In this work Sharani expounds the duties of the true Sufi, the perfect theosophist, and at the same time in very energetic language he exposes the defects and weakness of the Muhammadan society of his day. His most virulent attacks are naturally directed against the Ulema, as in the following extract:
"We Sufis have entered into an engagement never to allow one of our body to have recourse to intrigues to obtain employment such as those practised by self-styled doctors of the law. The endeavour to obtain such a post is all the more contemptible when it has belonged to a person recently deceased who has left sons or brothers or when it is already occupied by a poor man who has no protector or support in the world. Such acts of injustice, however, are often committed by the so-called Ulema. The plot to supplant men of merit, with the aim of obtaining for themselves lucrative posts, which they straightway dispose of for money to incompetent individuals.
"Often one man occupies more than one office, _e.g._, that of preacher in mosques so far apart that it is impossible for him to attend to both properly; in which case he puts in a deputy-preacher (sometimes he does not even do that) and pays him part of the emolument of the post, pocketing the rest.
"We have also entered into an engagement to rise before our superiors when they appear, and to kiss their hands even when they are unjust. We do this with the Ulema, although they do not act in a manner conformable to the science which they profess."
In speaking of the Christians and the Jews, he praises their demeanour, in order to censure all the more sharply the pretensions of the Ulema. "See," he says, "how modestly they conduct themselves towards the meanest subordinates, and you will see that their manners and demeanour are more noble and worthy of imitation than those of the Ulema. They are not angry if people do not make room for them when they enter a public assembly; and if they are offered to drink water which has been sullied by the hands of children, slaves or beggars, they do not change countenance, but on the contrary consider themselves as the last of men. When they are allowed to sit down in an assembly they look upon it as a favour. They take their places with heads bent, praying God to cover their faults with the veil of his clemency, and not to expose them to the scorn of others. These are the distinctive qualities of the truly learned; for if learning does not increase the modesty of him who has it, it is good for nothing."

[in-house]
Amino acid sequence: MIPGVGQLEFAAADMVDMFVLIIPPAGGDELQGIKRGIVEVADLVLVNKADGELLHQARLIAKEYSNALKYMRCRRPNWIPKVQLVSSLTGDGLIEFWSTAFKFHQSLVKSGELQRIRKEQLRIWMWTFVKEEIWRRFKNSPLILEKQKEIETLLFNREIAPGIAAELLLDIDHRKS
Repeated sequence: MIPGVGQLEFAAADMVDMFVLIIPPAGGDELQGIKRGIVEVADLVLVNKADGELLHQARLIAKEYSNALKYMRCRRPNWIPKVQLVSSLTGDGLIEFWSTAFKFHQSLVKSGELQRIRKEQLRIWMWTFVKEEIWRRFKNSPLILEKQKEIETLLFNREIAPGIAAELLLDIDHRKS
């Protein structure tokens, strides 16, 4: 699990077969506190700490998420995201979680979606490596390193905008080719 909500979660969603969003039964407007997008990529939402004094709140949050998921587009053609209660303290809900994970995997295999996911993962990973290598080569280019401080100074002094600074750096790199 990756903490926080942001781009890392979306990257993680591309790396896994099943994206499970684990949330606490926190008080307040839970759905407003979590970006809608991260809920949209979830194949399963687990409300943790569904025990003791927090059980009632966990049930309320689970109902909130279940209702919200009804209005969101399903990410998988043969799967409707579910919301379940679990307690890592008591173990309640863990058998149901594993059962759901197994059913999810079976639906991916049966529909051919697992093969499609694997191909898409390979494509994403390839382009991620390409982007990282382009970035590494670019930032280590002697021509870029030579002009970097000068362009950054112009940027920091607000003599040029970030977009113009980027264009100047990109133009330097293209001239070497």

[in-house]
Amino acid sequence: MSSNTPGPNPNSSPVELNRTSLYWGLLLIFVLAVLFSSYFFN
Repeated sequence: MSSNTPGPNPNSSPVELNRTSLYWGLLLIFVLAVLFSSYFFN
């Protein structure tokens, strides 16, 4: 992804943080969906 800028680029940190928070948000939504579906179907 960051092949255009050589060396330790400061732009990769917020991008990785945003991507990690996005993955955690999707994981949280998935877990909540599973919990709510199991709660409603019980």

These extracts make it sufficiently plain with what courage the daring theosophist censured the most influential class of Moslem society in his day. Sharani reproaches the Ulema, with their ambition, their cupidity, their pride, their hypocrisy, and he advises them to confine themselves in their sermons simply to dwelling on the precepts of the moral law and to abstain from speaking of the recompenses and punishments of the future life, since the destiny of souls after death depends on God, and not on them.
As a natural consequence of these ideas, Sharani goes on to inveigh against the Turkish Government, which, wishing to create for itself a support in the powerful class of the Ulema, made them great concessions, and by doing so annoyed their antagonists the Sufis. Thus Sharani does not hesitate to say that since a.d. 1517 real learning had ceased to exist, that being the date of the conquest of Egypt by the Sultan Selim.
The lot of the Egyptian fellahin or peasants has never been an enviable one. Successive Roman and Arab dominations brought no change favourable to them. Under the Mamelukes, when the country was parcelled out among petty feudal lords ruling over their domains with absolute authority, the condition of the peasants was one of extreme wretchedness. Sharani finds that in his time the state of the agricultural class was worse than formerly.
"In past times," he says, "when a peasant died, there was often found in the corner of his house a jar, a pot or other vessel filled with pieces of gold. It was what the poor man had saved from his harvests after having paid his taxes and the daily expenses of his family and his guests. But in our day, in order to pay his taxes, the peasant is often obliged to sell the produce of his land, the ox with which he ploughs, and the cow which gives him milk.